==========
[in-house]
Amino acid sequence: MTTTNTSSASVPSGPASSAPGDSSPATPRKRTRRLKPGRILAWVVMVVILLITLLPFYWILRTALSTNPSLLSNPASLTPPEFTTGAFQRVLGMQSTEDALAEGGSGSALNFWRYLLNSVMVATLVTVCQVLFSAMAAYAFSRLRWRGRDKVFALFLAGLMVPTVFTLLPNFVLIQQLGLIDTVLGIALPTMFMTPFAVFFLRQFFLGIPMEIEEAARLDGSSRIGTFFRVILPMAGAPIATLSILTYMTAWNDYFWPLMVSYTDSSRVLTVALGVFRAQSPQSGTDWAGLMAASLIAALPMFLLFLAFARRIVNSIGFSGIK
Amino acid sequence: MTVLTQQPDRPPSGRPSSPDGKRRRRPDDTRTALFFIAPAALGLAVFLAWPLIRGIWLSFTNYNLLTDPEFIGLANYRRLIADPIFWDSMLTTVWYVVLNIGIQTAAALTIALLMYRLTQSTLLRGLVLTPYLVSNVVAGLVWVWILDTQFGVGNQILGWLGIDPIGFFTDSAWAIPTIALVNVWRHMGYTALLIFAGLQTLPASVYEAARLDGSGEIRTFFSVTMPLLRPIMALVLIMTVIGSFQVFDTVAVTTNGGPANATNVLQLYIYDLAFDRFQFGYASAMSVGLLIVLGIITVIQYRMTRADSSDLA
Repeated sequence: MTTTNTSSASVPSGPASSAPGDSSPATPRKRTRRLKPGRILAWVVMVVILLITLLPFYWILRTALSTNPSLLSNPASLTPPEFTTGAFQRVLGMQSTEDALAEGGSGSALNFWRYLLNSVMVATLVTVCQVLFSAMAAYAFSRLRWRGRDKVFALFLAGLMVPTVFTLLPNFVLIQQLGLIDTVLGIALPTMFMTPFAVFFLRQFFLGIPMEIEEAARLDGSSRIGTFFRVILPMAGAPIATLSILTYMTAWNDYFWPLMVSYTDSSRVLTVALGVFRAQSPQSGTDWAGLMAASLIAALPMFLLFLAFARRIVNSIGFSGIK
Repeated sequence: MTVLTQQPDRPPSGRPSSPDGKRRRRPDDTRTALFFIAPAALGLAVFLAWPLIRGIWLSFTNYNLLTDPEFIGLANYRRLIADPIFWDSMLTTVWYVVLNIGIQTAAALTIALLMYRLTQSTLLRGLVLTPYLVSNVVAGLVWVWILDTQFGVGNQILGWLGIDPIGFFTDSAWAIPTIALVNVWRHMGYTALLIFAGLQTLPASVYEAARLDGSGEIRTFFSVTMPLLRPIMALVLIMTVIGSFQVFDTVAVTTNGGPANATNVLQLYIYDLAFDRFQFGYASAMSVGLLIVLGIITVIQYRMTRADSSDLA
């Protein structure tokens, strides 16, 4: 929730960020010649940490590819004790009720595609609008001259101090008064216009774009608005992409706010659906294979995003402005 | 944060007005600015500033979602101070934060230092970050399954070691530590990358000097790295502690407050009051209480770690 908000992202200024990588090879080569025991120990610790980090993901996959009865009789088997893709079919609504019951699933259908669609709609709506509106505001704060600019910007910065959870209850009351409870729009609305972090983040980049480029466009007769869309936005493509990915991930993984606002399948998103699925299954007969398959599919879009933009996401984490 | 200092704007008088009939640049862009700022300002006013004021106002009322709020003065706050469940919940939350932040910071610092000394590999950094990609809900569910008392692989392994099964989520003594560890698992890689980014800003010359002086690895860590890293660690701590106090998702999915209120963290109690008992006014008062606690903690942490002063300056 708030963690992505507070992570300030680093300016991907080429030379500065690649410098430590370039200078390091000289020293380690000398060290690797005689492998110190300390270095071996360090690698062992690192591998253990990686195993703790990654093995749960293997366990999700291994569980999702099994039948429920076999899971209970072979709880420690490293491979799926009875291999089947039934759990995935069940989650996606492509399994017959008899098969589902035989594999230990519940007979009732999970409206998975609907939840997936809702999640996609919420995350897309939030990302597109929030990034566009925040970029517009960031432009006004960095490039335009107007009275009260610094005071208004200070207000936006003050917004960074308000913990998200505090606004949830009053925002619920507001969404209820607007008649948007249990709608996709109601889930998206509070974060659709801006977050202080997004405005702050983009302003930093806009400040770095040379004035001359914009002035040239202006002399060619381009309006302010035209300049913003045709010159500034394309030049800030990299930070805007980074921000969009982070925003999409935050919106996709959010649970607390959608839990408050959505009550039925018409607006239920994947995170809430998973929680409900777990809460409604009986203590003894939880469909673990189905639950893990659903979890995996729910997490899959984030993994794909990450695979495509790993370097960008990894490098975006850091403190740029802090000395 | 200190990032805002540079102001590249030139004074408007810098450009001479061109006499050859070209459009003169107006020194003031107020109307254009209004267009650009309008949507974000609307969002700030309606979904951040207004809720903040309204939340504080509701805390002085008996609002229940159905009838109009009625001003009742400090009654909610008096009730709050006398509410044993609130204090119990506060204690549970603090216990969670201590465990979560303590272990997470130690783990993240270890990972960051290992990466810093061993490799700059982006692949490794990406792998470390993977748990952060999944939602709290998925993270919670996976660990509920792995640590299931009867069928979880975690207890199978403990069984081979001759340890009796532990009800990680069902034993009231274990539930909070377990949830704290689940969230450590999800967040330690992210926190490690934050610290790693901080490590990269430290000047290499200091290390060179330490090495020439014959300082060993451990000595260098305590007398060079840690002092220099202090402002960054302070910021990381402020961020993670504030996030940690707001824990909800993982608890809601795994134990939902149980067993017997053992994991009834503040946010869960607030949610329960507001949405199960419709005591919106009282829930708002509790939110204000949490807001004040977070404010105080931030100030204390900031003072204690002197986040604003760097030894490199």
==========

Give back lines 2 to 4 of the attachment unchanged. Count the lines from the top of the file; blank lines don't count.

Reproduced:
Amino acid sequence: MTTTNTSSASVPSGPASSAPGDSSPATPRKRTRRLKPGRILAWVVMVVILLITLLPFYWILRTALSTNPSLLSNPASLTPPEFTTGAFQRVLGMQSTEDALAEGGSGSALNFWRYLLNSVMVATLVTVCQVLFSAMAAYAFSRLRWRGRDKVFALFLAGLMVPTVFTLLPNFVLIQQLGLIDTVLGIALPTMFMTPFAVFFLRQFFLGIPMEIEEAARLDGSSRIGTFFRVILPMAGAPIATLSILTYMTAWNDYFWPLMVSYTDSSRVLTVALGVFRAQSPQSGTDWAGLMAASLIAALPMFLLFLAFARRIVNSIGFSGIK
Amino acid sequence: MTVLTQQPDRPPSGRPSSPDGKRRRRPDDTRTALFFIAPAALGLAVFLAWPLIRGIWLSFTNYNLLTDPEFIGLANYRRLIADPIFWDSMLTTVWYVVLNIGIQTAAALTIALLMYRLTQSTLLRGLVLTPYLVSNVVAGLVWVWILDTQFGVGNQILGWLGIDPIGFFTDSAWAIPTIALVNVWRHMGYTALLIFAGLQTLPASVYEAARLDGSGEIRTFFSVTMPLLRPIMALVLIMTVIGSFQVFDTVAVTTNGGPANATNVLQLYIYDLAFDRFQFGYASAMSVGLLIVLGIITVIQYRMTRADSSDLA
Repeated sequence: MTTTNTSSASVPSGPASSAPGDSSPATPRKRTRRLKPGRILAWVVMVVILLITLLPFYWILRTALSTNPSLLSNPASLTPPEFTTGAFQRVLGMQSTEDALAEGGSGSALNFWRYLLNSVMVATLVTVCQVLFSAMAAYAFSRLRWRGRDKVFALFLAGLMVPTVFTLLPNFVLIQQLGLIDTVLGIALPTMFMTPFAVFFLRQFFLGIPMEIEEAARLDGSSRIGTFFRVILPMAGAPIATLSILTYMTAWNDYFWPLMVSYTDSSRVLTVALGVFRAQSPQSGTDWAGLMAASLIAALPMFLLFLAFARRIVNSIGFSGIK